Sometimes a newsroom conflict of interest is as unmistakable as a pimple on prom night.
Consider a financial writer praising a company whose stock she owns or a real-estate reporter hyping a neighborhood where he has land. There, the journalists’ private interest in telling certain things certain ways can’t help but clash with a professional duty to serve the public with clean hands.
But you often hear talk about conflicts of interest when the activities involved don’t clearly influence the journalism, and which may be nettlesome largely because employers abhor criticism. Why shouldn’t a sports reporter donate to a mayoral candidate? Even if it’s condemned as a “perceived” conflict of interest, is it really a threat to honest sports coverage—or an image problem for the newspaper?
And so to the current affair at The Los Angeles Times, which says something disturbing about the tremulous way in which a troubled profession is trying to reclaim a moral mandate it believes is slipping away.
There the opinion editor, Andres Martinez, with his publisher’s approval, decided a few months ago to try to reinvigorate his pages by getting prominent outsiders to guest-edit Sunday sections four times a year—come up with themes, find writers, shape the final product.
Hoping to get Steven Spielberg for his inaugural run, Martinez approached a senior Hollywood publicist who has worked for Spielberg. The publicist instead suggested producer Brian Grazer, himself no slouch, having made A Beautiful Mind and The Da Vinci Code (also a 1994 movie on newsroom ethics, The Paper). Grazer agreed, and conscripted a half-dozen reputable writers on topics ranging from lie detectors to paparazzi.
Shortly before the section was to run, it emerged that Martinez’s girlfriend works for the publicist who referred him to Grazer. (The producer wasn’t then a client of the PR firm, but they had worked together in the past and he soon became a client again.) So had Grazer been tapped for the guest-editing slot because of the girlfriend’s improper influence on Martinez?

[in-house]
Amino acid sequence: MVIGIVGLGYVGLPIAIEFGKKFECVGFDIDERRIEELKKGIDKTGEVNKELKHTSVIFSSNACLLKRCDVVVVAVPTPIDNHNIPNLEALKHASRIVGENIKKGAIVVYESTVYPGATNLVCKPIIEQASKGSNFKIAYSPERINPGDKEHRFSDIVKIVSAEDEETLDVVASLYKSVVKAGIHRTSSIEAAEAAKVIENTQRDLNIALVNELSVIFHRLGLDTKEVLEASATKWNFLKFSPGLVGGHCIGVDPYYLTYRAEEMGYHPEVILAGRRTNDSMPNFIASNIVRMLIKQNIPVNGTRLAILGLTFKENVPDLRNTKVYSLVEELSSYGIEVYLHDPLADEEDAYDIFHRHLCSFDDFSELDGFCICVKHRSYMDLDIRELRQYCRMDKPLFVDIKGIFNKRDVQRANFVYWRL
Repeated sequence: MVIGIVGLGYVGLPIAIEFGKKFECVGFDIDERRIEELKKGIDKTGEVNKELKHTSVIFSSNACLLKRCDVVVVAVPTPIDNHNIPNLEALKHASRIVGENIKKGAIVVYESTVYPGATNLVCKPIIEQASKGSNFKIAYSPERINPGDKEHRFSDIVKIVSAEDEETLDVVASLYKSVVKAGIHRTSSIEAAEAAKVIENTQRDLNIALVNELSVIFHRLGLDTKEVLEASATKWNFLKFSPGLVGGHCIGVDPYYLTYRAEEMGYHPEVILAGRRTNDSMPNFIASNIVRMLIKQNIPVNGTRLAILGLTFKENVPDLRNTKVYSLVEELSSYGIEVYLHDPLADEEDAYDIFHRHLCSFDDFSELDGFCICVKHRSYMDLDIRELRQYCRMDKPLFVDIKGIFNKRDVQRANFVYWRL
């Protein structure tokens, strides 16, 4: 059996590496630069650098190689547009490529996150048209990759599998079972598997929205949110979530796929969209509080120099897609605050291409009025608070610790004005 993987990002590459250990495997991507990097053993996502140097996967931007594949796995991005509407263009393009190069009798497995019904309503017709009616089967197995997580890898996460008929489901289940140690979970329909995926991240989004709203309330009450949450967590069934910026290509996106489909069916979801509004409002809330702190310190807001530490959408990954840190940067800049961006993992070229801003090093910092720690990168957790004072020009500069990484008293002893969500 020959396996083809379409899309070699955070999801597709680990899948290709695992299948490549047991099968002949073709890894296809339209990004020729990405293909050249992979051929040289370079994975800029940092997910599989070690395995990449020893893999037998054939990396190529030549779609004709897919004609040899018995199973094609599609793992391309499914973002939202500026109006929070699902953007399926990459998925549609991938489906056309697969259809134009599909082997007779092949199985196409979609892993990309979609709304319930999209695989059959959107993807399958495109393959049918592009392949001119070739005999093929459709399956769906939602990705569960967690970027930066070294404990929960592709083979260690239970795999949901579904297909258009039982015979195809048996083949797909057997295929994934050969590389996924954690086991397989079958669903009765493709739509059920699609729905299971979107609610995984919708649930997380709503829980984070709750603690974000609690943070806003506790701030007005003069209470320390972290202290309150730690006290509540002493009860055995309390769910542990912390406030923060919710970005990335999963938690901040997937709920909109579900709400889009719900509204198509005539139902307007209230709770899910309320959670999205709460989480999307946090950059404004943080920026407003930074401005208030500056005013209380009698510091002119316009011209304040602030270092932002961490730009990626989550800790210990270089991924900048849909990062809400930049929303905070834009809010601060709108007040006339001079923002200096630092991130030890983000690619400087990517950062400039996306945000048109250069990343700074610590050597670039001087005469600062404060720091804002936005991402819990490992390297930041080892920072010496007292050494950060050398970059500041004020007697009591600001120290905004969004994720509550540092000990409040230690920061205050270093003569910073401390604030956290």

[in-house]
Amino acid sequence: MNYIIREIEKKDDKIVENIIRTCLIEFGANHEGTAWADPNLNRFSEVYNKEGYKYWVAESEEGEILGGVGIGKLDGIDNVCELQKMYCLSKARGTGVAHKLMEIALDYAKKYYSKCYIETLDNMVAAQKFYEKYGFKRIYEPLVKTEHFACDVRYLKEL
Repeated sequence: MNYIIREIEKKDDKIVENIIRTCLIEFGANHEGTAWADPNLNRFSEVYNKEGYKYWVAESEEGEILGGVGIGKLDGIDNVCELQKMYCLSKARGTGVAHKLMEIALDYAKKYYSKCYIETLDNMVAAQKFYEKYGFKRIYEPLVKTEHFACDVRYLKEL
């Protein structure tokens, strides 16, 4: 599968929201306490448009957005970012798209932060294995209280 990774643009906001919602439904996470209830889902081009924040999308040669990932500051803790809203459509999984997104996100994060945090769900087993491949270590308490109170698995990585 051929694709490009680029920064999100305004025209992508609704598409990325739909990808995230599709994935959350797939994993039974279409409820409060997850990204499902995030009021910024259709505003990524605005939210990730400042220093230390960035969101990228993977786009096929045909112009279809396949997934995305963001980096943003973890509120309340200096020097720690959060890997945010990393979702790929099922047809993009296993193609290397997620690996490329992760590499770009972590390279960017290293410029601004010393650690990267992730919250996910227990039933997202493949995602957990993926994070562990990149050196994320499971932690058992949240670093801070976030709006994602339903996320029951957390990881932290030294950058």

Conflicts of interest are a sore subject at The Times, which was convulsed by a 1999 scandal in which the paper secretly agreed to a revenue partnership with the new Staples Center, a major civic project that it was covering.
In the Martinez case, Times Publisher David Hiller first said, “We have an appearance and not a case of actual undue influence,” as if mere appearance wasn’t a problem. A few days later, Hiller doubled back and killed the section because, he said, “it might appear that something might not be quite right.” Martinez, humiliated, quit.
“It raised questions,” the paper’s editor James O’Shea said. “This is an entire section being handed over to someone who’s represented by someone who’s romantically involved with the editor who’s handing it over. The whole thing smelled.”
Maybe, but let’s consider the scenario that would make this genuinely troublesome: Editor’s girlfriend importunes him to throw coveted benefit to her client, thereby getting a feather in her cap. Editor complies to appease girlfriend, and a plum assignment goes to her candidate.
The guest-editing fiasco was undertaken in the name of appearances.
What if, instead, it’s this: Editor uses girlfriend’s ties to get to well-connected publicist, who suggests a candidate and arranges introductions, to his benefit as well as the paper’s?
While the first scenario seems a conflict of interest, does the second? Hiller essentially said it doesn’t matter: “We believe that this relationship did not influence the selection of Brian Grazer as guest editor. Nonetheless, in order to avoid even the appearance of conflict, we felt the best course of action was not to publish the section.”
But appearances deceive. Sometimes things aren’t what they seem.
If critics of the project were wrong, wouldn’t the principled position be to correct their misperceptions instead of caving to them?
But then the whole guest-editing fiasco was undertaken in the name of appearances, to engineer a perception of the paper’s deep integration into the intellectual life of its vast audience by relinquishing its editorial independence and instead selecting and brandishing marquee names as ersatz collaborators. The hope was to enlist the likes of ex-defense chief Donald Rumsfeld, Apple boss Steve Jobs, philanthropist Melissa Gates and investor Warren Buffett as guest editors—luminaries squarely within the coverage ambit of a top national news organization.
So the conflict of interest that is most disturbing is not the specious one the editor and his girlfriend were accused of stumbling into, but the serious one he and his newspaper were avidly seeking.
ABOUT THE WRITER
Edward Wasserman is Knight professor of journalism ethics at Washington and Lee University. He wrote this column for The Miami Herald. Readers may write to him at edward_wasserman AT hotmail.com.
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